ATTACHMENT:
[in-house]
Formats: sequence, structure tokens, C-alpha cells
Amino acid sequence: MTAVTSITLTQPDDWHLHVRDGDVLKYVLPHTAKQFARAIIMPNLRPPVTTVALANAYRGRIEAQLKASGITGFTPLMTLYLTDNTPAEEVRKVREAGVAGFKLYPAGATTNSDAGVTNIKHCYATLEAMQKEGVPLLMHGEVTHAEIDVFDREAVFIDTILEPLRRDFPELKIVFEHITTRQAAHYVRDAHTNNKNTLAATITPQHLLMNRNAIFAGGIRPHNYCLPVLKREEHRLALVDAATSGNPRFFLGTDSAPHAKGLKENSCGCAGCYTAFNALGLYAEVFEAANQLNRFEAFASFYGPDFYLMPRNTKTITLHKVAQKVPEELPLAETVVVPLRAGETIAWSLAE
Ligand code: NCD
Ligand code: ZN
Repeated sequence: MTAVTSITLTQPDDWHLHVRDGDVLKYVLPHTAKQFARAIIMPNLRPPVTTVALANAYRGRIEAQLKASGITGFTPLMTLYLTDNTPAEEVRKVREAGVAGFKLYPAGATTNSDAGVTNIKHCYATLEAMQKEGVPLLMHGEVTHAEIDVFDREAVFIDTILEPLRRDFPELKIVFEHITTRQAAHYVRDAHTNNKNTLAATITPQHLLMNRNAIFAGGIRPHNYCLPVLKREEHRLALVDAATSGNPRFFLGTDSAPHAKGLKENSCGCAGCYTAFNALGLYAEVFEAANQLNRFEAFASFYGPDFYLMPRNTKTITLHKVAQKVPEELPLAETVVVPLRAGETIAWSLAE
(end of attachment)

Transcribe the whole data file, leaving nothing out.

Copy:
[in-house]
Formats: sequence, structure tokens, C-alpha cells
Amino acid sequence: MTAVTSITLTQPDDWHLHVRDGDVLKYVLPHTAKQFARAIIMPNLRPPVTTVALANAYRGRIEAQLKASGITGFTPLMTLYLTDNTPAEEVRKVREAGVAGFKLYPAGATTNSDAGVTNIKHCYATLEAMQKEGVPLLMHGEVTHAEIDVFDREAVFIDTILEPLRRDFPELKIVFEHITTRQAAHYVRDAHTNNKNTLAATITPQHLLMNRNAIFAGGIRPHNYCLPVLKREEHRLALVDAATSGNPRFFLGTDSAPHAKGLKENSCGCAGCYTAFNALGLYAEVFEAANQLNRFEAFASFYGPDFYLMPRNTKTITLHKVAQKVPEELPLAETVVVPLRAGETIAWSLAE
Ligand code: NCD
Ligand code: ZN
Repeated sequence: MTAVTSITLTQPDDWHLHVRDGDVLKYVLPHTAKQFARAIIMPNLRPPVTTVALANAYRGRIEAQLKASGITGFTPLMTLYLTDNTPAEEVRKVREAGVAGFKLYPAGATTNSDAGVTNIKHCYATLEAMQKEGVPLLMHGEVTHAEIDVFDREAVFIDTILEPLRRDFPELKIVFEHITTRQAAHYVRDAHTNNKNTLAATITPQHLLMNRNAIFAGGIRPHNYCLPVLKREEHRLALVDAATSGNPRFFLGTDSAPHAKGLKENSCGCAGCYTAFNALGLYAEVFEAANQLNRFEAFASFYGPDFYLMPRNTKTITLHKVAQKVPEELPLAETVVVPLRAGETIAWSLAE